Fish ready to be packaged. (Photo: Per Alfsen/Norwegian Seafood Council)
'Revolutionary' biodegradable packaging developed for fish
Monday, May 20, 2013, 00:20 (GMT + 9)
The company Criimpla from Valencia is coordinating a European project that investigates the development of innovative packaging made from wheat starch, recyclable and biodegradable material. This packaging is expected to cause minimal environmental impact and to have a competitive cost for their use by the food industry.
It is Thinfish project, which has been developed with the collaboration of the National Association of Manufacturers of Canned Fish and Shellfish (Anfaco-Cecopesca), Plastic Technology Centre Aimplas and the Bulgarian firm Akumplast.
The European Technology Consortium is funded by the Executive Agency for Competitiveness and Innovation (EACI), within the call Eco-Innovation, whose aim is to support projects related to eco-innovative products, techniques, services or processes that are intended to prevent or reduce environmental impacts, or to contribute to the optimal use of resources, Anfaco reported.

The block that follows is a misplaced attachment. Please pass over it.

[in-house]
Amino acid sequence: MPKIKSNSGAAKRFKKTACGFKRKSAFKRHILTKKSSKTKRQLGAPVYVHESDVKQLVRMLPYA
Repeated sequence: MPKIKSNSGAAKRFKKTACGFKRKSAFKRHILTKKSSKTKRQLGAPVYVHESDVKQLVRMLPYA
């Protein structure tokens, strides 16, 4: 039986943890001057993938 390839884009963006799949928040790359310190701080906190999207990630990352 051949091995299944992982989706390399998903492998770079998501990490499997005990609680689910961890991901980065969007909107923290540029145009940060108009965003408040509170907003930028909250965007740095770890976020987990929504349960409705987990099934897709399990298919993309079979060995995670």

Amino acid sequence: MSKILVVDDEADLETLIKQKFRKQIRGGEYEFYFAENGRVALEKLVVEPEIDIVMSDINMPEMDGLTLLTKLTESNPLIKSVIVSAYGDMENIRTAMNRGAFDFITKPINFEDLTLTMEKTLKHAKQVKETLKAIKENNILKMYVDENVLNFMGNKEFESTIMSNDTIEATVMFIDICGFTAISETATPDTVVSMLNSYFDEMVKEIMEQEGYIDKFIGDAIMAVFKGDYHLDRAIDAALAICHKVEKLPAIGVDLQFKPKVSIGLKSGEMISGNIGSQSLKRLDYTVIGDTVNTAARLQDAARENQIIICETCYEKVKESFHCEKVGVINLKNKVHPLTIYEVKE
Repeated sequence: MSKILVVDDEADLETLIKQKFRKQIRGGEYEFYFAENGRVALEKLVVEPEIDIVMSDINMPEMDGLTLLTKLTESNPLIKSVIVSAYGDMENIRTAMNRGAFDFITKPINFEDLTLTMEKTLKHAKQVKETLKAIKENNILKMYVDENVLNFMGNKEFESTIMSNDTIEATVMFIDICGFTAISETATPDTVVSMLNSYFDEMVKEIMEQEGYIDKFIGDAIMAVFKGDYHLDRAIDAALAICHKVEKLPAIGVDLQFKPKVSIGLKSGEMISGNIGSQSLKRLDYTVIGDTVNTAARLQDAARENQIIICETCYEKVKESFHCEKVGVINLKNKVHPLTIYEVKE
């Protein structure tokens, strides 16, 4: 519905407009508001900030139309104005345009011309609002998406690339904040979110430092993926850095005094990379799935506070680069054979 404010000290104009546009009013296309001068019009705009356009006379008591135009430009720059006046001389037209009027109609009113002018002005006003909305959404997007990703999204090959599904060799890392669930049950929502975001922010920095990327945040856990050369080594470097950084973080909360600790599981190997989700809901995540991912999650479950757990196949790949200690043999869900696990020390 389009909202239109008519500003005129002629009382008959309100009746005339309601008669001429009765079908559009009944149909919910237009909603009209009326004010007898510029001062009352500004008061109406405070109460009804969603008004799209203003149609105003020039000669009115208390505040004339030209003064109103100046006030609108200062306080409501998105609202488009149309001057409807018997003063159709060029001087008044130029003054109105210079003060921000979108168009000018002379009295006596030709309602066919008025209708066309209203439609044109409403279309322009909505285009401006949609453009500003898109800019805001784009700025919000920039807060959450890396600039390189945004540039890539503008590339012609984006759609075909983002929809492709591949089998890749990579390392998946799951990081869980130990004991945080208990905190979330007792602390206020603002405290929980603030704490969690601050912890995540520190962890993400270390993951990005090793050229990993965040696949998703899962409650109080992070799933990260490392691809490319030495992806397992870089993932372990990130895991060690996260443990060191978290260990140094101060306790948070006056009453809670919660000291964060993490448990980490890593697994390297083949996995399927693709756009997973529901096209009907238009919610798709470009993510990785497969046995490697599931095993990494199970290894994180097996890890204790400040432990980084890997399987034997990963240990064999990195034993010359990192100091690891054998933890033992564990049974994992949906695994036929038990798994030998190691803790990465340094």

The project began in September 2012. It has an overall budget of EUR 1 million and it is expected to be extended for 30 months.
The Consortium proponents aim to optimize and industrialize new co-injection technology to obtain an innovative package for fishery products made from polypropylene and wheat starch.
Currently, it is difficult to recycle the containers made with polypropylene and Evoh due to the complexity of separating both materials.
Thinfish project plans to create a container having a sandwich structure of three layers: two outer layers made of polypropylene, which is a fully recyclable type of plastic material that acts as an insulator to moisture, and an inner layer made of thermoplastic starch, ensuring a longer life of the packaged product.
The starch acts as "a very powerful barrier against gases, such as oxygen, preventing the deterioration of food," Sandra Rellán, head of Anfaco R&D division, explained to the newspaper Faro de Vigo.
At first, the new packaging would be used to preserve red and white anchovies.
Later, it is planned to be used for other fishery and aquaculture products that do not need heat treatment, such as fresh, salted, marinated and smoked products.
The packaging can be recycled after use: the starch dissolves in water and the polypropylene can be reused.
By Analia Murias